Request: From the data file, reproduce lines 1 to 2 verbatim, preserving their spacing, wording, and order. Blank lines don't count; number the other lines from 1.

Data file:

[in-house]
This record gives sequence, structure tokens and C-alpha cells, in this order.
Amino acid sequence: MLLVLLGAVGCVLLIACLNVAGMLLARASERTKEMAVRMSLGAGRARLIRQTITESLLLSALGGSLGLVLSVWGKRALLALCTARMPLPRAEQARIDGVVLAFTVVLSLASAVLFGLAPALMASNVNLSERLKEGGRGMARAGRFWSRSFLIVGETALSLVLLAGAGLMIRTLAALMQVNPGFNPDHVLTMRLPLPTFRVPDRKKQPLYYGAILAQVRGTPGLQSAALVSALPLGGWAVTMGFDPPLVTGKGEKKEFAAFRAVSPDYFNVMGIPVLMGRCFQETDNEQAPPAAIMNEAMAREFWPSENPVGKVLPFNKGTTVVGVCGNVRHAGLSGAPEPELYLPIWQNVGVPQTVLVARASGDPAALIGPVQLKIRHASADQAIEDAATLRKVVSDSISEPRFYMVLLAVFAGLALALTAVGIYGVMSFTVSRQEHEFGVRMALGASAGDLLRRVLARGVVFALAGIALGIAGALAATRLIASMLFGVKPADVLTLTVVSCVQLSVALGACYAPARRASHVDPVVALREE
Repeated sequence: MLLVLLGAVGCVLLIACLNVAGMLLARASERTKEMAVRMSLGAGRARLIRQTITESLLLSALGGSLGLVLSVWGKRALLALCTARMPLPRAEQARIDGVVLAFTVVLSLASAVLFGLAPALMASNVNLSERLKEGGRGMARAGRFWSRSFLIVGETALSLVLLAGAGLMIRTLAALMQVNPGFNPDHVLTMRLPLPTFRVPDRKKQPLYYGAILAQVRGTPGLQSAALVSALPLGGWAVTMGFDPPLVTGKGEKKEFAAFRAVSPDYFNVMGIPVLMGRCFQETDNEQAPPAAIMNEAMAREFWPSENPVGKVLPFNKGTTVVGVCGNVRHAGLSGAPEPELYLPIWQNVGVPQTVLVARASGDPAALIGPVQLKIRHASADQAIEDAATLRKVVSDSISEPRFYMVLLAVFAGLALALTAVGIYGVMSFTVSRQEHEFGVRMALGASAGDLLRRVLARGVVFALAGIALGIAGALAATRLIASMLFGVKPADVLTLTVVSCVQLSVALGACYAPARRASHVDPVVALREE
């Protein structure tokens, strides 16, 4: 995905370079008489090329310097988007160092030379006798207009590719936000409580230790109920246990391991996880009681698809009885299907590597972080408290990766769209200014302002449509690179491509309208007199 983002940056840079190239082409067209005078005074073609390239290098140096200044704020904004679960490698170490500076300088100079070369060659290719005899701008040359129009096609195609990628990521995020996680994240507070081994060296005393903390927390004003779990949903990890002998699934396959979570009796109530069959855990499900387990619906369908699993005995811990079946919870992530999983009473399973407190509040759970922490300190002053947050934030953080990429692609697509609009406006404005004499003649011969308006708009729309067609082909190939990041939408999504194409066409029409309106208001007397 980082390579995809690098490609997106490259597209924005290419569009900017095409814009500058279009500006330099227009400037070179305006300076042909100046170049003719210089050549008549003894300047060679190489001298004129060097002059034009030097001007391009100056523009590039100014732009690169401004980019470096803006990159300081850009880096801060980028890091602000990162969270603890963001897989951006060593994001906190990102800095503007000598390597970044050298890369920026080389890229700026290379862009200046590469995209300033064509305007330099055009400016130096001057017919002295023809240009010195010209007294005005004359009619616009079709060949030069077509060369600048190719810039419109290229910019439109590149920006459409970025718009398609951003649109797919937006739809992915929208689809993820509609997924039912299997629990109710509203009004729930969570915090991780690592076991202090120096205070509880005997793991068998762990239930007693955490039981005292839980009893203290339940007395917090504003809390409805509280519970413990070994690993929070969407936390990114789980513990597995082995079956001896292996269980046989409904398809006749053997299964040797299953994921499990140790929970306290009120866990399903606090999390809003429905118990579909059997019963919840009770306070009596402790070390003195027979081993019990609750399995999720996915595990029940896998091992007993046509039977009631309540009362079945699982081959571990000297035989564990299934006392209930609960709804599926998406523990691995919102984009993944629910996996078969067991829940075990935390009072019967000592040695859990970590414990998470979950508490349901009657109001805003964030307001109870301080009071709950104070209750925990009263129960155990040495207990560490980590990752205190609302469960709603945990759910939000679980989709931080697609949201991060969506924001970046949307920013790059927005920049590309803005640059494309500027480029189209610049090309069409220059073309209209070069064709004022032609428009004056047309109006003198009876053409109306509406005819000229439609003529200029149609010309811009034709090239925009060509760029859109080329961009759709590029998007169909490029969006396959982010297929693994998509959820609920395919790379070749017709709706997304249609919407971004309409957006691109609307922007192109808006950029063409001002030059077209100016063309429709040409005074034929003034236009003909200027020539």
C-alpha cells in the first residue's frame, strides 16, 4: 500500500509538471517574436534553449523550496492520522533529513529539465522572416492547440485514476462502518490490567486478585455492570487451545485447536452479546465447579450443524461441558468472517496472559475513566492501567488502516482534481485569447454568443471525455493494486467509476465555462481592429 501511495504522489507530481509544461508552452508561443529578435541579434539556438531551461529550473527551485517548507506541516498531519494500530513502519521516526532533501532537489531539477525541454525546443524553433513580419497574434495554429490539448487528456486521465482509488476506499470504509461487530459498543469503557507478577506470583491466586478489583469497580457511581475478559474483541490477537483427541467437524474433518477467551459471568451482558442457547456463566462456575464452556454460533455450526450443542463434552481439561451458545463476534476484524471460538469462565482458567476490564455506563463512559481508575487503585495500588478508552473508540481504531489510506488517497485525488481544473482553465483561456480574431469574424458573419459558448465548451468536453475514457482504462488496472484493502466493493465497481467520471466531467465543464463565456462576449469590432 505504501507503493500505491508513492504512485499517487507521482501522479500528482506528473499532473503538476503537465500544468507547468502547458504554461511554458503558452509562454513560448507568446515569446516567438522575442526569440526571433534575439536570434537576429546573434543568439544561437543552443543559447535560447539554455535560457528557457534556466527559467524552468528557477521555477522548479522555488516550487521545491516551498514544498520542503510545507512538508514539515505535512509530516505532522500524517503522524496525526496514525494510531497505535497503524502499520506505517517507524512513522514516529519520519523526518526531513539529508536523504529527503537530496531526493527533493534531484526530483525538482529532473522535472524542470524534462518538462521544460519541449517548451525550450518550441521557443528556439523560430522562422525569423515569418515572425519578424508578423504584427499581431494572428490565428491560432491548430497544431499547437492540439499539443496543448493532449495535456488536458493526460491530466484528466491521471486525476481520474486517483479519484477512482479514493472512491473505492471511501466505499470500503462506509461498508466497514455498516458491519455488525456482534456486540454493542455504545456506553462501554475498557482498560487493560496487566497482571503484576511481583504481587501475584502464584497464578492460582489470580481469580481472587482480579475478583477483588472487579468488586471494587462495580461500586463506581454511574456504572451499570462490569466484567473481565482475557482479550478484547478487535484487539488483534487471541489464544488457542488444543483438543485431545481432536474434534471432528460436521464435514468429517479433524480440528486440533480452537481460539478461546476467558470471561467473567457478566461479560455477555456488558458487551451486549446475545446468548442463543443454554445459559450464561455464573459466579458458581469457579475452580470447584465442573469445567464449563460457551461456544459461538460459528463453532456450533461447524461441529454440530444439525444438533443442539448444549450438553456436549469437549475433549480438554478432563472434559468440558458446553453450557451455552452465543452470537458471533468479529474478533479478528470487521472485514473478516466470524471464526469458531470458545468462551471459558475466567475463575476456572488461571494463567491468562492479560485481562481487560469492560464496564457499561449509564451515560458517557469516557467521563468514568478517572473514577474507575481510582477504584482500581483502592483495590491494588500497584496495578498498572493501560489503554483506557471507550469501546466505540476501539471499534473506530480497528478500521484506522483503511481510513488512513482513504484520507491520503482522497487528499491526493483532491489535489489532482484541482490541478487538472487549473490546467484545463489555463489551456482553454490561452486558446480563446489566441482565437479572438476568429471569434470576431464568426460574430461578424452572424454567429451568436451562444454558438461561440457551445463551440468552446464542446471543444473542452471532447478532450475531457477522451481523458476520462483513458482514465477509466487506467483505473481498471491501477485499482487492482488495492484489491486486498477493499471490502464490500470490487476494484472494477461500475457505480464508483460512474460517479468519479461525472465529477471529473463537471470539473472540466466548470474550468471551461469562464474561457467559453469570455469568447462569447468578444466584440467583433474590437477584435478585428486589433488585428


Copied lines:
[in-house]
This record gives sequence, structure tokens and C-alpha cells, in this order.